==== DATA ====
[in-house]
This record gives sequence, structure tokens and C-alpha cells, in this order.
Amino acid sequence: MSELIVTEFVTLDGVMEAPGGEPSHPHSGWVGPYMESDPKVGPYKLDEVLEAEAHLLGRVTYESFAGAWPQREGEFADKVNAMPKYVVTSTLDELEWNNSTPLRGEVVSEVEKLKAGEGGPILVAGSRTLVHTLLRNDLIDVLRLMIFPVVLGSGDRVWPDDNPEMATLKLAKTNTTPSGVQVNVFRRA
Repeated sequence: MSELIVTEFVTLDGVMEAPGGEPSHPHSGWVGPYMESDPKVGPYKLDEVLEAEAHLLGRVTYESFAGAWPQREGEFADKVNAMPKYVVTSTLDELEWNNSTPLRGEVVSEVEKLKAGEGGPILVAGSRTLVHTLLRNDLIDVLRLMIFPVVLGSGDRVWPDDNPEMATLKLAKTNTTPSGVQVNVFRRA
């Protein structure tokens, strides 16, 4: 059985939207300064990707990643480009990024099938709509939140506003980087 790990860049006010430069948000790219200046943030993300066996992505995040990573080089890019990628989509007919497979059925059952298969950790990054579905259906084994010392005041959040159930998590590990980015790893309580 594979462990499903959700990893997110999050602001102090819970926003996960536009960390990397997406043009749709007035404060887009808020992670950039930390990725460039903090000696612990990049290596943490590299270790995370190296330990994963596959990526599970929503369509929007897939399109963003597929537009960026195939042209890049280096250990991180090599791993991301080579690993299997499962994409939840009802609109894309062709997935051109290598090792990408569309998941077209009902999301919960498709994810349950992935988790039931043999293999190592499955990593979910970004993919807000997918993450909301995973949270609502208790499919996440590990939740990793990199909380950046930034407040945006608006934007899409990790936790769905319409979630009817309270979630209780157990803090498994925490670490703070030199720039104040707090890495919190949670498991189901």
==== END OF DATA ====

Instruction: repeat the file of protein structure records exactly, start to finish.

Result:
[in-house]
This record gives sequence, structure tokens and C-alpha cells, in this order.
Amino acid sequence: MSELIVTEFVTLDGVMEAPGGEPSHPHSGWVGPYMESDPKVGPYKLDEVLEAEAHLLGRVTYESFAGAWPQREGEFADKVNAMPKYVVTSTLDELEWNNSTPLRGEVVSEVEKLKAGEGGPILVAGSRTLVHTLLRNDLIDVLRLMIFPVVLGSGDRVWPDDNPEMATLKLAKTNTTPSGVQVNVFRRA
Repeated sequence: MSELIVTEFVTLDGVMEAPGGEPSHPHSGWVGPYMESDPKVGPYKLDEVLEAEAHLLGRVTYESFAGAWPQREGEFADKVNAMPKYVVTSTLDELEWNNSTPLRGEVVSEVEKLKAGEGGPILVAGSRTLVHTLLRNDLIDVLRLMIFPVVLGSGDRVWPDDNPEMATLKLAKTNTTPSGVQVNVFRRA
């Protein structure tokens, strides 16, 4: 059985939207300064990707990643480009990024099938709509939140506003980087 790990860049006010430069948000790219200046943030993300066996992505995040990573080089890019990628989509007919497979059925059952298969950790990054579905259906084994010392005041959040159930998590590990980015790893309580 594979462990499903959700990893997110999050602001102090819970926003996960536009960390990397997406043009749709007035404060887009808020992670950039930390990725460039903090000696612990990049290596943490590299270790995370190296330990994963596959990526599970929503369509929007897939399109963003597929537009960026195939042209890049280096250990991180090599791993991301080579690993299997499962994409939840009802609109894309062709997935051109290598090792990408569309998941077209009902999301919960498709994810349950992935988790039931043999293999190592499955990593979910970004993919807000997918993450909301995973949270609502208790499919996440590990939740990793990199909380950046930034407040945006608006934007899409990790936790769905319409979630009817309270979630209780157990803090498994925490670490703070030199720039104040707090890495919190949670498991189901």